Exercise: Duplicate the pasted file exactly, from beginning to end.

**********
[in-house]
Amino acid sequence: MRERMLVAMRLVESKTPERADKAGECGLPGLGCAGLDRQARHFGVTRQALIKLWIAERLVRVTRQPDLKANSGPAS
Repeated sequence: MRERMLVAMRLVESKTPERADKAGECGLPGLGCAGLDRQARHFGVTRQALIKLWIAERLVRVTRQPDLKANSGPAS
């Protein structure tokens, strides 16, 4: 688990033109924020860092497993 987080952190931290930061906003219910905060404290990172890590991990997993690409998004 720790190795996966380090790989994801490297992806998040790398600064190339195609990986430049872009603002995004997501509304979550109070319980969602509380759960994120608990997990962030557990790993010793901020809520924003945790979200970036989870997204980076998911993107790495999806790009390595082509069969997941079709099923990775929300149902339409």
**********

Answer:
[in-house]
Amino acid sequence: MRERMLVAMRLVESKTPERADKAGECGLPGLGCAGLDRQARHFGVTRQALIKLWIAERLVRVTRQPDLKANSGPAS
Repeated sequence: MRERMLVAMRLVESKTPERADKAGECGLPGLGCAGLDRQARHFGVTRQALIKLWIAERLVRVTRQPDLKANSGPAS
């Protein structure tokens, strides 16, 4: 688990033109924020860092497993 987080952190931290930061906003219910905060404290990172890590991990997993690409998004 720790190795996966380090790989994801490297992806998040790398600064190339195609990986430049872009603002995004997501509304979550109070319980969602509380759960994120608990997990962030557990790993010793901020809520924003945790979200970036989870997204980076998911993107790495999806790009390595082509069969997941079709099923990775929300149902339409």